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Obama Discusses Surveillance Transparency Steps, Putin, al-Qaida


President Barack Obama speaks at a news conference in the East Room at the White House in Washington, Aug. 9, 2013.

President Barack Obama speaks at a news conference in the East Room at the White House in Washington, Aug. 9, 2013.

U.S. President Barack Obama Friday announced new steps aimed at helping to reassure Americans about government electronic surveillance programs used to protect against terrorism. President Obama also discussed relations with Russia, and threats from al-Qaida and affiliated groups.

Obama announced steps he says will increase transparency and restore public trust in U.S. government surveillance programs.

The issue has been the subject of intense national debate since former intelligence analyst Edward Snowden released details of electronic methods used in the counterterrorism fight.

Watch related video by VOA's Kent Klein:


Obama said he will work with Congress to pursue "appropriate reforms," including greater oversight and transparency, to a program that collects telephone records, which he again called an important tool to disrupt terrorist plots.

He also called for steps to give Americans more confidence in decisions of the Foreign Intelligence Surveillance Court, including measures to ensure that privacy and civil liberties concerns are taken into account.

As Obama spoke, the Department of Justice and National Security Agency released documents fulfilling a third step, containing additional information about surveillance programs.

The president also directed creation of a group of experts to review intelligence and communications technologies, against the backdrop of challenges in preventing new terrorist attacks.

"All these steps designed to ensure that the American people can trust that our efforts are in line with our interests and our values. And to others around the world, I want to make clear once again, that America is not interested in spying on ordinary people. Our intelligence is focused above all on finding the information that is necessary to protect our people and in many cases to protect our allies," said President Obama.

Obama also fielded questions about his decision to cancel a summit with Russian President Vladimir Putin, in part because of tensions over Moscow's decision to grant temporary asylum to Snowden.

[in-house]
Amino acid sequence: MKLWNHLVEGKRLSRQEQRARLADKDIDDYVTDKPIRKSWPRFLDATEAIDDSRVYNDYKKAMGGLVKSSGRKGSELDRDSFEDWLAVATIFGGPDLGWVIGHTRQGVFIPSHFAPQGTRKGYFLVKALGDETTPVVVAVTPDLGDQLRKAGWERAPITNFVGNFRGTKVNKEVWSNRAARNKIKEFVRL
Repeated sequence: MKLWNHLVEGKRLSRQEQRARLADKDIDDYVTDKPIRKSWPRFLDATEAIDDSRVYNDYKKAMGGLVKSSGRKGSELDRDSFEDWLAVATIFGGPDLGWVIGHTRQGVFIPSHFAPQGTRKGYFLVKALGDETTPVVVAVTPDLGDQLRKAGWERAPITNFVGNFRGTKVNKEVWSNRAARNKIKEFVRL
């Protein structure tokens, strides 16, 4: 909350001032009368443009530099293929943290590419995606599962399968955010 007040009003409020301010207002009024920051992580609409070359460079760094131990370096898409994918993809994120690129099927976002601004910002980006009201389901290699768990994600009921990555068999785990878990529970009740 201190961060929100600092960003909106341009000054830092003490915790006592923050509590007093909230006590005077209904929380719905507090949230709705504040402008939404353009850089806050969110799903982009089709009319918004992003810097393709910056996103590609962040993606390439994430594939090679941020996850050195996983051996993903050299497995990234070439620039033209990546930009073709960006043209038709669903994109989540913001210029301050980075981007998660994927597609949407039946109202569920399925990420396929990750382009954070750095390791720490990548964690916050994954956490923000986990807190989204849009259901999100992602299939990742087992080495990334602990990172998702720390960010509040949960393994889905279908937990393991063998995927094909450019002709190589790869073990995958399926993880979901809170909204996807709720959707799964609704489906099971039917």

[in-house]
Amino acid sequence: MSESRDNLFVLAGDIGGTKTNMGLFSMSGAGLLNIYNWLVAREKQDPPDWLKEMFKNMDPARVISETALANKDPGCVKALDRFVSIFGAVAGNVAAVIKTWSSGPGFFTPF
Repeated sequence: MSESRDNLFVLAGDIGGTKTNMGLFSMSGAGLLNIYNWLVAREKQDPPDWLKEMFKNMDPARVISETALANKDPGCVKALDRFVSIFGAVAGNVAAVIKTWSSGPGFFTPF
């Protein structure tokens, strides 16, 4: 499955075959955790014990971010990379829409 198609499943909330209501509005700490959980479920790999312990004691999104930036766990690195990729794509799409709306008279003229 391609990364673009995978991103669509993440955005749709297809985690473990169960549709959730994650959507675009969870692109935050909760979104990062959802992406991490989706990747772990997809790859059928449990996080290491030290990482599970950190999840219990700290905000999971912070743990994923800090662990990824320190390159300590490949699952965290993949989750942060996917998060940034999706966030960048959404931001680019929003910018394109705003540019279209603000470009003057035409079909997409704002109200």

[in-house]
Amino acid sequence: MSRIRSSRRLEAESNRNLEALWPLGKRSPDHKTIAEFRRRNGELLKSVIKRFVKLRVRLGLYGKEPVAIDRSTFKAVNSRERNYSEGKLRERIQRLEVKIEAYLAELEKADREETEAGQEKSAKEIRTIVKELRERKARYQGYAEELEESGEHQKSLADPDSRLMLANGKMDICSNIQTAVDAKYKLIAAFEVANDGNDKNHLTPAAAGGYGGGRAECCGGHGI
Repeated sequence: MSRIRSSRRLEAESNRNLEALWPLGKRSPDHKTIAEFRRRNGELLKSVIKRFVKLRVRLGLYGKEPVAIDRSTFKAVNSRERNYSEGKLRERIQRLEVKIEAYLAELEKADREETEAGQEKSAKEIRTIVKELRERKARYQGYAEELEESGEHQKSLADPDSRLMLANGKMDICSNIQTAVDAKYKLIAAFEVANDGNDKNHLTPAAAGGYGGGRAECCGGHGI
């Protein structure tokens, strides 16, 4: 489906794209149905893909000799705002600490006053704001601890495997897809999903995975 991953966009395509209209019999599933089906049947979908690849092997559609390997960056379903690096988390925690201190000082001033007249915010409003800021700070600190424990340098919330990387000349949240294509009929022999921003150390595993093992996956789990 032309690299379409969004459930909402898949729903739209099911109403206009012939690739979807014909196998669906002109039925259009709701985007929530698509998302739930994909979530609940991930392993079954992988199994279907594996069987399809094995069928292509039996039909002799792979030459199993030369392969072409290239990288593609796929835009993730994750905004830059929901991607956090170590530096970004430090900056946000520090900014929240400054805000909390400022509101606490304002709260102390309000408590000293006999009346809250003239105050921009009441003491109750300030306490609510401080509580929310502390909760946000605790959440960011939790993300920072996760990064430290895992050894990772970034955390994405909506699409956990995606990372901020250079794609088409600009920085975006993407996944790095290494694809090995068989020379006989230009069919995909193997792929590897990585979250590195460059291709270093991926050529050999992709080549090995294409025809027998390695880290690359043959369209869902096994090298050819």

Saying he does not have a "bad personal relationship" with Putin, Obama cited cooperation with Russia on issues such as Afghanistan, Iran, and nuclear arms reduction.

The president called the latest tensions part of emerging differences, including issues such as Syria and human rights.

"It is probably appropriate for us to take a pause, re-assess where it is that Russia is going, what our core interests are, and calibrate the relationship so that we are doing things that are good for the United States, and hopefully good for Russia as well, but recognizing that there are just going to be some differences and we are not going to be able to completely disguise them," said Obama.

Obama noted that he will still be attending the G-20 Summit in St. Petersburg. He ruled out suggestions of a boycott of the 2014 Winter Olympics in Sochi to protest anti-gay legislation in Russia.

"One of the things I am really looking forward to is maybe some gay and lesbian athletes bringing home the gold, or silver or bronze, which I think would go a long way in rejecting the kind of attitudes we are seeing there, and if Russia doesn't have gay or lesbian athletes then it would probably make their team weaker," he said.

On the terror threat that forced the temporary closure of nearly two dozen U.S. embassies, Obama was asked if he can still state that al-Qaida's core has been decimated.

The president said the main al-Qaida group that attacked the United States on September 11, 2001 has been "broken apart and is very weak," but that regional groups continue to pose a threat.

"This is an ongoing process. We are not going to completely eliminate terrorism. What we can do is weaken it, and strengthen our partnerships in such a way that it does not pose the kind of horrible threat we saw on 9/11," he said.

Obama declined to discuss drone strikes in Yemen, which have dramatically increased in recent weeks. He referred reporters to information the administration has released about how it makes decisions on the use of lethal force.

The president was also asked about the failure so far to bring to justice those responsible for the killing of four Americans, including the U.S. ambassador to Libya, in an attack in Benghazi last year.

He said capturing those responsible remains a top priority.

"Anybody who attacks Americans, anybody who kills, tragically, four Americans who were serving us in a very dangerous place, we're going to do everything we can to get those who carried out those attacks," said President Obama.

Obama also defended his administration's implementation of health care reform.

Asked about Republican threats to shut down the federal government over funding for health care reform, Obama said he is confident that common sense will prevail.

"That we would precipitate another crisis here in Washington that no economist thinks is a good idea, I am assuming they will not take that path," he said.

Obama and his family depart Saturday for an eight-day vacation on Martha's Vineyard, in the northeastern state of Massachusetts.

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